Lee Bethel

Imagine living lusciously, surrounded by light, meditatively going through the motions of life, possessed by a material that has inspired decades of romantic dedication. Lee Bethel wields the humble piece of paper like no other.

Everyone remembers epiphanies. They’re epiphanies! Whether they hit you in the mind, or in the body (or spirit), they are undeniable moments, sustained or fleeting, of deep connection to everything at once: every cog clicks, every synapse sparks. Revelatory. 

On my first day of art school the tutor gave everyone a sheet of paper and said, “You have thirty seconds to do something with that sheet of paper. No questions. GO.” Sheepishly, I held the paper in my hand and, like an animal in a herd, scrunched that piece of paper up into a ball: ninety per cent of the class did the same. The tired tutor said, “Great. you’ll be drawing, painting, sculpting that for the whole semester.” Shock, horror: my first impression of myself as a free-thinking art student had been annihilated. I wished I had torn or folded or wet the piece of paper, but no, there I was, one of the ninety per cent that will now spend the foreseeable semester dedicated to a scrunched-up piece of paper. How bored I was for future me already. But then, I had an epiphany: paper can be so much more than paper. 

Born to parents who were professional about paper (both working in the printing industry) Lee Bethel grew up intrinsically understanding the nuances of the stuff. Her youth was spent building worlds from paper: reverently folding, cutting, sculpting it into palaces her mind could wander, she recalls, “I never had to look for it as a kid, it was everywhere for me to make things with.” With her sitting in her studio, and me in my home, our faces floating in each other’s ambience, Lee and I are worlds apart, yet we find a common place we can commune – Lee’s apodictic connection with her material.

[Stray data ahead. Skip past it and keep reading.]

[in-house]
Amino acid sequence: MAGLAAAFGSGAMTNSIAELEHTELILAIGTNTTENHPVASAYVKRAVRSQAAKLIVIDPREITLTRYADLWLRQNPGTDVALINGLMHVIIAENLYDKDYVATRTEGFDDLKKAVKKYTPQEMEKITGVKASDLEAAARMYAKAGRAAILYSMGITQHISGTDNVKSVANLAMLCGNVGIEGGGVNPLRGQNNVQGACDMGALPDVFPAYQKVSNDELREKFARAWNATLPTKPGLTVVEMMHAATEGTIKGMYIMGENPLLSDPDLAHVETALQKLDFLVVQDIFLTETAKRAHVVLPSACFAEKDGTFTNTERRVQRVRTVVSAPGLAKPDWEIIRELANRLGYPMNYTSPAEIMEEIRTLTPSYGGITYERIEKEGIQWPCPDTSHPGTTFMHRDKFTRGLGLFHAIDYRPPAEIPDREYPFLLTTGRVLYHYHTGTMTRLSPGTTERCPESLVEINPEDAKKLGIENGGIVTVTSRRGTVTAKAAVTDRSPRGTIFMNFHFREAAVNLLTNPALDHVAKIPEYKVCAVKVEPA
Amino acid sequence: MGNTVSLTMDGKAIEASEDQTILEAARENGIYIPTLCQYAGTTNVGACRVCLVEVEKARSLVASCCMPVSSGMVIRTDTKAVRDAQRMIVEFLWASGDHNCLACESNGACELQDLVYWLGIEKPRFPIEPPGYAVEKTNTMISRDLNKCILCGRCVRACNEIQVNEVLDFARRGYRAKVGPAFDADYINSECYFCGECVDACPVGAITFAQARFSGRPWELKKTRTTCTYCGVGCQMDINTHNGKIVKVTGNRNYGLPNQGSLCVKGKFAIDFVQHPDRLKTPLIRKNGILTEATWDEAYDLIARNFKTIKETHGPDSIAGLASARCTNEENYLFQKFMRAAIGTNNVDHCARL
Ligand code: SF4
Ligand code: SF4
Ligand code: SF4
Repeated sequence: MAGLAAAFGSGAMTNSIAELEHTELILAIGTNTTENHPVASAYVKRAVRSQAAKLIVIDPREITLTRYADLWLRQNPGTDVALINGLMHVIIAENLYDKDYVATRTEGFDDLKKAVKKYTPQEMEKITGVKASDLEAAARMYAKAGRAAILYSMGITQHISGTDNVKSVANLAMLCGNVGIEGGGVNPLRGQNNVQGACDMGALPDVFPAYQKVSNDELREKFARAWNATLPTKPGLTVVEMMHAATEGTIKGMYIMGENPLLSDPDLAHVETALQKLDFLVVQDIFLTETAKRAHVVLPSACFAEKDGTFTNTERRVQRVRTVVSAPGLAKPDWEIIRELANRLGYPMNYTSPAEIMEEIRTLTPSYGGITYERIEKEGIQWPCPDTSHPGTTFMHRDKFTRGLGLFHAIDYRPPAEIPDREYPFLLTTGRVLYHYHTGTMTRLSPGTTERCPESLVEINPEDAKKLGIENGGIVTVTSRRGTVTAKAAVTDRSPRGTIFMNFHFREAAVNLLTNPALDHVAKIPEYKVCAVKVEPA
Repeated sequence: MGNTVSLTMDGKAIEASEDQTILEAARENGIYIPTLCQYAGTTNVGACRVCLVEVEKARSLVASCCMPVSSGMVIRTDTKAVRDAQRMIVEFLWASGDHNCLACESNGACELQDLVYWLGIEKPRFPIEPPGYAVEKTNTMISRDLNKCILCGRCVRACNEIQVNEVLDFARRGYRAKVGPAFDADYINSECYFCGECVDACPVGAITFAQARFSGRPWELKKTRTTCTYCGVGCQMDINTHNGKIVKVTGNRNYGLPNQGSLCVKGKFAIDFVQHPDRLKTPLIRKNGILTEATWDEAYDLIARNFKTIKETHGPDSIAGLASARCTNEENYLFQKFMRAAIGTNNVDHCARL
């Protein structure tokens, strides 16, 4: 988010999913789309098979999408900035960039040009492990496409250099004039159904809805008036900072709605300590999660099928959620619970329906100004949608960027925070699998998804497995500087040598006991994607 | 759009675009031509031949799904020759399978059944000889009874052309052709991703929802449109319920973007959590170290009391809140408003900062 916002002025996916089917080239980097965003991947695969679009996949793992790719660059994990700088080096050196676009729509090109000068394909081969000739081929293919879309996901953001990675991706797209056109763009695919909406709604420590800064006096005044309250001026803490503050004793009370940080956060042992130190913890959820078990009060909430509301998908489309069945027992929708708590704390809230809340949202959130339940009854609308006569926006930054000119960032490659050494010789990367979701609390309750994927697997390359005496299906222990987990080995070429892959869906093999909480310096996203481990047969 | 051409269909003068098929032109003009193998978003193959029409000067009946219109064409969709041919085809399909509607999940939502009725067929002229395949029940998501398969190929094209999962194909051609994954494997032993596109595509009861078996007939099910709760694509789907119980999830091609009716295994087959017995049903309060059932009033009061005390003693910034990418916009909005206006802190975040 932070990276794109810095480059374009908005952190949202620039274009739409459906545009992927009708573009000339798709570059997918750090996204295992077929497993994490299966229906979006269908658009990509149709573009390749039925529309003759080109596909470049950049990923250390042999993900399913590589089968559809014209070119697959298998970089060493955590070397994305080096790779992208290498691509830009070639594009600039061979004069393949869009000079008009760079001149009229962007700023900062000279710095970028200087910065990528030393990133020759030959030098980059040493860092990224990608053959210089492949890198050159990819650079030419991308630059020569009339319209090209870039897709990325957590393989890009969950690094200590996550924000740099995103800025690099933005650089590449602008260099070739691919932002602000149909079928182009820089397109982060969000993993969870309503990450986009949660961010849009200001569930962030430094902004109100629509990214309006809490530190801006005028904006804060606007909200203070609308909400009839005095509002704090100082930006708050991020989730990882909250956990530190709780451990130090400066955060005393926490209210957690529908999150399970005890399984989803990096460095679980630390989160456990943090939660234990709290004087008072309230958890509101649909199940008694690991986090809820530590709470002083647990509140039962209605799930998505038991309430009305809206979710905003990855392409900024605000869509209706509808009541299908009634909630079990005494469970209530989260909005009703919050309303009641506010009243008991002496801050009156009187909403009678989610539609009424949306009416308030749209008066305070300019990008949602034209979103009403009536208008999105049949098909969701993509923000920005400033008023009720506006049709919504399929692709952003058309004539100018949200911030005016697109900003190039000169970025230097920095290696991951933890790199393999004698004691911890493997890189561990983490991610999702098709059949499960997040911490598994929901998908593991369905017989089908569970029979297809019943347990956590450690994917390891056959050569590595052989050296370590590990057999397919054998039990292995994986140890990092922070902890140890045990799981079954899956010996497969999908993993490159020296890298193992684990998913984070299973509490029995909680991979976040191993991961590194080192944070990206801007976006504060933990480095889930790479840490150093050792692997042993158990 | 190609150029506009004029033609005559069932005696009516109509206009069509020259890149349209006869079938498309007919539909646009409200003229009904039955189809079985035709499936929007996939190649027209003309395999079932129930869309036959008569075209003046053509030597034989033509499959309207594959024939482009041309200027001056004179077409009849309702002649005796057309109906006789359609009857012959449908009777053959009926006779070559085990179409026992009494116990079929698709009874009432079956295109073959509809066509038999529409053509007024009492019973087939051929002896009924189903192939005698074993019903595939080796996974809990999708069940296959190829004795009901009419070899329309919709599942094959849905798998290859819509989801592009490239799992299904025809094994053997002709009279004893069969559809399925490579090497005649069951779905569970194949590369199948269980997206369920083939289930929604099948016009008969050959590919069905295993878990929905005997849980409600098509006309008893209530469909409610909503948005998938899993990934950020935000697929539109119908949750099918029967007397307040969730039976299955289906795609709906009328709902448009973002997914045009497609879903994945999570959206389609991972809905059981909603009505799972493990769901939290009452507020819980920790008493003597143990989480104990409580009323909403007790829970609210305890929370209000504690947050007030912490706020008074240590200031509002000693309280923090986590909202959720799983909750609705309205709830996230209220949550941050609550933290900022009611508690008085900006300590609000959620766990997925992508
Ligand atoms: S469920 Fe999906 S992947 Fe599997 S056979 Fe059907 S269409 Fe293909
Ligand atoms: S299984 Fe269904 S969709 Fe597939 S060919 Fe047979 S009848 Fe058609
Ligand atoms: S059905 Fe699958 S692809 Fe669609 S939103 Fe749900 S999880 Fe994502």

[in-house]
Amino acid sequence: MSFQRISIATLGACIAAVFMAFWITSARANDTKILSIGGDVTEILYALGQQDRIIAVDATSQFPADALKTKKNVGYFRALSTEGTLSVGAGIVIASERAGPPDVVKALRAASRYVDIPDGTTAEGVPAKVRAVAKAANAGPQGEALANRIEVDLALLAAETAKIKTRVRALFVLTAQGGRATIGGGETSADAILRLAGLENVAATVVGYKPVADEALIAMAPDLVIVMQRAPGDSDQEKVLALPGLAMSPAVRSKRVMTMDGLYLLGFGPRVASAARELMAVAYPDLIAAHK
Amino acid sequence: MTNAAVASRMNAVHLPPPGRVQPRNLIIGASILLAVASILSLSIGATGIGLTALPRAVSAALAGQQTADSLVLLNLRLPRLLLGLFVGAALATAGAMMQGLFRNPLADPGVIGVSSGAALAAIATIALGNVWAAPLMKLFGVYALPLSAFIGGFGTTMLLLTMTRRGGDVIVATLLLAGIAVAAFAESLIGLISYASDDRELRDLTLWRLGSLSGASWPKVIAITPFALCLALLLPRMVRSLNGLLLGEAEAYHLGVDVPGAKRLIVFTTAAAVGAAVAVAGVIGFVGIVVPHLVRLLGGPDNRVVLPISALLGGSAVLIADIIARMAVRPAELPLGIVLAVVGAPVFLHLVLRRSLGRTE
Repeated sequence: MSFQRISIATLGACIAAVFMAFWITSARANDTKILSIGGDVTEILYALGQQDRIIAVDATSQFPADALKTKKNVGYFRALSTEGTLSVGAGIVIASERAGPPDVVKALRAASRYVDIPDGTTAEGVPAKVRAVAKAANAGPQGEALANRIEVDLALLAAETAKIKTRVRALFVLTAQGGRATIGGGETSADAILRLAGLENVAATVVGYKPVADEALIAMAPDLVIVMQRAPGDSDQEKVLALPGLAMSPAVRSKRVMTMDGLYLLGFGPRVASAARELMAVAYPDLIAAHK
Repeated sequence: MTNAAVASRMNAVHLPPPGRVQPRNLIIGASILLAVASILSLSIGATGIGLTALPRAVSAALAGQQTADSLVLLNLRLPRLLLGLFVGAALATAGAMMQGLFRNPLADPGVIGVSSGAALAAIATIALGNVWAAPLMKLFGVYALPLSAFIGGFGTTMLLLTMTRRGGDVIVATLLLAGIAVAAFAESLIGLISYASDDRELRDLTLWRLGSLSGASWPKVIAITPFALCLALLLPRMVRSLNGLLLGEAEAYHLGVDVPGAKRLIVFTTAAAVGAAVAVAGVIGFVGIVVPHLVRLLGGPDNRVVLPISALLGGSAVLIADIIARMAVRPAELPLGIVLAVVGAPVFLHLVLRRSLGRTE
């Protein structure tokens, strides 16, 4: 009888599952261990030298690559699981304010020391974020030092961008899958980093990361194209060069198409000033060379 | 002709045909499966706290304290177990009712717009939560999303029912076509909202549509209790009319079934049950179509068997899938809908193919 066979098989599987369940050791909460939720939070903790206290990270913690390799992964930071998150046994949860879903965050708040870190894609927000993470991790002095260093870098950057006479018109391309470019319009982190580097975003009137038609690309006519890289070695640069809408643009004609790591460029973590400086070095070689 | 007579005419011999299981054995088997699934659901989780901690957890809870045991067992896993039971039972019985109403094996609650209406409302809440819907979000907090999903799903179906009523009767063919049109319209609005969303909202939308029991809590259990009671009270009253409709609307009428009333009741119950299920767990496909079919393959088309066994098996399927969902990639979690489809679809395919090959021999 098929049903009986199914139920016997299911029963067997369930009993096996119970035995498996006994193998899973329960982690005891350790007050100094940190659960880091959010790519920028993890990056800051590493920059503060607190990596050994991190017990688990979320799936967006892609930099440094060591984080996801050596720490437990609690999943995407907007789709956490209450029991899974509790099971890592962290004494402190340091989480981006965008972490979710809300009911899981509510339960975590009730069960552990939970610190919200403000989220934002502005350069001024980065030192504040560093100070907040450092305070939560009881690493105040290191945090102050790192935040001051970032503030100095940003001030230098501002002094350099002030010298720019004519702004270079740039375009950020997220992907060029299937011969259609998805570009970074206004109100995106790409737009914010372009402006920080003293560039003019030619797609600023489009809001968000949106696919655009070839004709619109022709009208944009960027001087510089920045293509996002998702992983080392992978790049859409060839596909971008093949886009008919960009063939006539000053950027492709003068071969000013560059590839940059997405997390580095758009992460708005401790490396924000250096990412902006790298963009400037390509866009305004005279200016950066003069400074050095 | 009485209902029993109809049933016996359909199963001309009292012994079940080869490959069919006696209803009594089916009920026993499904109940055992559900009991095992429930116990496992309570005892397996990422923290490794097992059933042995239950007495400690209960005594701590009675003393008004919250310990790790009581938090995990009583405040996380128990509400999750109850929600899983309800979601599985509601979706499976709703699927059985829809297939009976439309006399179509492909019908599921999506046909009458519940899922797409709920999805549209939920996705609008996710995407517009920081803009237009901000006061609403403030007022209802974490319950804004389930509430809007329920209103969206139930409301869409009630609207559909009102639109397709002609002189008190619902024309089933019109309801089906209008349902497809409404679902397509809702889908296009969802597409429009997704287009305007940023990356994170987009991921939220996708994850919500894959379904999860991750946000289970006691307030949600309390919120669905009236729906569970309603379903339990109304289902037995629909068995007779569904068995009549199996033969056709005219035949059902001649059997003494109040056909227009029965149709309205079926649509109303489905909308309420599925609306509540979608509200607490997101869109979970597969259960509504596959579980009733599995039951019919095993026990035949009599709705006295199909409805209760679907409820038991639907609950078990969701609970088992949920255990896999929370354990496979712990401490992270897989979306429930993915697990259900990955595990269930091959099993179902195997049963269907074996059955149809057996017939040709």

Effortlessly, Lee’s studio hangs out among the trees and garden of her Bundeena home like old mates. The verdant green is where Lee rests her mind when ideas are commuting – it’s where she was gazing as she was trying to find the words to describe what Bundeena meant to her: “Luscious. Simply luscious.” She recounted the story of having landed where she was as having been one of fortune and hard work – having bought a piece of Bundeena in her twenties, it wouldn’t be until her forties that she would finally get to reside there. I quipped that her love of trees and seeds could be a way of her harmonising with paper – the Saṃsāra of it all – and that she was a master at controlling it, to which she humbly rebutted, “I’m not controlling the material; I’m simply nudging it. I don’t know enough about it to control it!” She said this while seated in front of what can only be described as the most intelligent yet playful handling of something that myself, fifteen years prior, could only muster into a scrunch. Pellucid yet bodied, static yet vibrating: a picture of light itself. There is a sense of movement without motion. Shades of white advance and recede, emanating rhythms and a temporal dimension that can only be felt in its presence. Like an oaf, all I can ask is: But, how? Lee beams, “It’s taken me twenty years to realise that I can rip paper, rather than cut it.” Aha!